Cutting (or self-injury) is a relief method that some people use in moments of high stress, pressure or anxiety. Individuals will “release” bad feelings by cutting into their own skin with tools or their fingernails. Oftentimes, this is done in secret, and scars and cuts will be concealed by clothing to avoid questioning from friends and family. Have you noticed any irregular behavior in your teen? Do you suspect they may self-harming? This is clearly a sensitive topic, so here are some ways you can help them.
First of all, if you haven’t approached the topic of cutting with your teen before, it’s important to do so carefully. Start by choosing a time when you are feeling calm, rather than acting out of a reaction to your teen’s cutting. Make straight forward statements about what you are observing in a non-judgemental way.
It’s also important to be honest about how you feel—even if you’re simply sharing that you’re unsure of what to do to help your teen. This demonstrates that you want to work together with them, rather than punish or control their actions. Be open to listening to how your teen feels and give them an opportunity to share their thoughts and emotions.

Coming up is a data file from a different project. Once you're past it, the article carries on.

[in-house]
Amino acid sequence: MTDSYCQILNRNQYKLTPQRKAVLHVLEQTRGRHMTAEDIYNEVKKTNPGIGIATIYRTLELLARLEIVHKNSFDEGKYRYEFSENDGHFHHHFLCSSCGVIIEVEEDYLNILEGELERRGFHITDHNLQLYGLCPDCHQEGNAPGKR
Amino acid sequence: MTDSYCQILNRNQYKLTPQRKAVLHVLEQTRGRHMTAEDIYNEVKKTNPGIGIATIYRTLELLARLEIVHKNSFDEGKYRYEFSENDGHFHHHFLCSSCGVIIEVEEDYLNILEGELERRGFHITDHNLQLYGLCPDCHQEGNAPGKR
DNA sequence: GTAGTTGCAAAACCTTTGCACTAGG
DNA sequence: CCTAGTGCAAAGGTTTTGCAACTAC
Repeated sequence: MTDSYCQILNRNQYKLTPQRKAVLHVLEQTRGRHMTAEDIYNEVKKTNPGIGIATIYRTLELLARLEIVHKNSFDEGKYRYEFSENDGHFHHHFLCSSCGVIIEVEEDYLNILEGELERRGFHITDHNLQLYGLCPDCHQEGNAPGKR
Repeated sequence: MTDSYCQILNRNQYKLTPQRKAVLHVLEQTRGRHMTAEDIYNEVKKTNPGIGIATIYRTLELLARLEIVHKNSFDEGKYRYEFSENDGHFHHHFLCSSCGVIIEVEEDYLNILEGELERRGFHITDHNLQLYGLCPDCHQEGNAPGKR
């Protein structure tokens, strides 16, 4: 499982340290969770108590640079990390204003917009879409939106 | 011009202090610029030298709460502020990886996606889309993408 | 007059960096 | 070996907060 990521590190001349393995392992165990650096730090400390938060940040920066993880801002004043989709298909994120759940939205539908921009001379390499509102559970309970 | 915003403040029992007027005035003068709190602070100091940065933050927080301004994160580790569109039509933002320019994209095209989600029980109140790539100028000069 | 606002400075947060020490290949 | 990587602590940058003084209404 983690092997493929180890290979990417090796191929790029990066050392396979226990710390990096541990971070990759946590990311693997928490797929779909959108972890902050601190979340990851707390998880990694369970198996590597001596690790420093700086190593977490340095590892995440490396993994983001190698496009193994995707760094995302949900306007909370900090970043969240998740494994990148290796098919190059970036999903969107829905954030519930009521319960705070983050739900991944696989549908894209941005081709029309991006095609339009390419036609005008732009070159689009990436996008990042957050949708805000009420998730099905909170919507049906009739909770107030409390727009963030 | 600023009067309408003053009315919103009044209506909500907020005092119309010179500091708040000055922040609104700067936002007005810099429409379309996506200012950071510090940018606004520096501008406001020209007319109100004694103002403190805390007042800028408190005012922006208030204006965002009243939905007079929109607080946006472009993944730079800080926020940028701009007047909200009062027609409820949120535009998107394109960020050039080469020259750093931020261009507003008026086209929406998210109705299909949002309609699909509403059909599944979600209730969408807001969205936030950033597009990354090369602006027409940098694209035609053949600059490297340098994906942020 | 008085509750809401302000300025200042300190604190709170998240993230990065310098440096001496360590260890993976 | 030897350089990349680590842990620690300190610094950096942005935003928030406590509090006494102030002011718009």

Once you have approached this subject with your teen, it is important to know that this is not something either of can handle on your own. Instead, it is crucial that self injury is taken seriously and it is time to seek professional support and assistance. A mental health professional will offer tips, suggestions and therapy options to help your teen move forward.
After connecting your teen to a mental health professional, there are ways that you can continue to support them. Remember to keep communication open with your teen and remain non-judgemental. This is a process of recovery and your teen might have setbacks, but it’s helpful for them to know that you are there for them.
You can also help them to establish healthy coping mechanisms. Ideas can include talking to friends and family, practicing relaxation techniques, taking a hot or cold shower, trying art or music therapy or engaging in a physical activity. Whichever option your teen tries, ensure that it’s one they choose and that works best for them. Above all else, remind your teen that you are there to support them and help them to recover.
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